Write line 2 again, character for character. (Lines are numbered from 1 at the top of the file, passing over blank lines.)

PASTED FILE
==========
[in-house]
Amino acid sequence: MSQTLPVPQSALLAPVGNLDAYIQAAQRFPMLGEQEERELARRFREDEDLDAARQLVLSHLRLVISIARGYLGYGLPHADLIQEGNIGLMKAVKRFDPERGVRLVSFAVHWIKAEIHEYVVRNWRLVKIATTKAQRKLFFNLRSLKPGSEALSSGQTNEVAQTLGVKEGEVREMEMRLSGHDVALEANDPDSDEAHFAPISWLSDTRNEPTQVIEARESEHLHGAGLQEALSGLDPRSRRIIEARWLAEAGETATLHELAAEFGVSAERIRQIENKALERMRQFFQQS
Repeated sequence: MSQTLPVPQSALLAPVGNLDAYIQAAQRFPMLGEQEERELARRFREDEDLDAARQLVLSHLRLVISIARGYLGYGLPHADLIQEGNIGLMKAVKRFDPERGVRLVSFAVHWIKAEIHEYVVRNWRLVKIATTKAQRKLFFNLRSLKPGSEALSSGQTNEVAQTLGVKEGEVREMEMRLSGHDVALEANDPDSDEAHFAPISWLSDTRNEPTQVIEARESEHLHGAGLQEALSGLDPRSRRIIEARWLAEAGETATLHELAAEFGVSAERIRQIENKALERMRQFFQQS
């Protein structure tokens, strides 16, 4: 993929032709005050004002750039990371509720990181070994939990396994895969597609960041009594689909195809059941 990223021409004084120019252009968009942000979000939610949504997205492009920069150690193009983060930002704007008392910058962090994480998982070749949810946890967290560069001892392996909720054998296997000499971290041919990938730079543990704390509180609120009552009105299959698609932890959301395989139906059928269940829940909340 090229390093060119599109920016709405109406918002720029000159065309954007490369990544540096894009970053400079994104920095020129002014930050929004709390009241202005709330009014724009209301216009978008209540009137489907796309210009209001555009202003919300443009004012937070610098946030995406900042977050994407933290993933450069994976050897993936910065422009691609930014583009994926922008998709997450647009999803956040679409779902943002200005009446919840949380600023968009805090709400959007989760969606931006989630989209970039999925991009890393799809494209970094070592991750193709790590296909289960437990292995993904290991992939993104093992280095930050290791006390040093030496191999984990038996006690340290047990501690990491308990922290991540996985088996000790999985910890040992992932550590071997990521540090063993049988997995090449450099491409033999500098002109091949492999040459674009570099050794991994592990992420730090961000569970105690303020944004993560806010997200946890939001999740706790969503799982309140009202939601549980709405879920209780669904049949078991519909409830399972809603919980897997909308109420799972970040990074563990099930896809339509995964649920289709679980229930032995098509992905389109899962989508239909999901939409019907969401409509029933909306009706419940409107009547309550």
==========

Amino acid sequence: MSQTLPVPQSALLAPVGNLDAYIQAAQRFPMLGEQEERELARRFREDEDLDAARQLVLSHLRLVISIARGYLGYGLPHADLIQEGNIGLMKAVKRFDPERGVRLVSFAVHWIKAEIHEYVVRNWRLVKIATTKAQRKLFFNLRSLKPGSEALSSGQTNEVAQTLGVKEGEVREMEMRLSGHDVALEANDPDSDEAHFAPISWLSDTRNEPTQVIEARESEHLHGAGLQEALSGLDPRSRRIIEARWLAEAGETATLHELAAEFGVSAERIRQIENKALERMRQFFQQS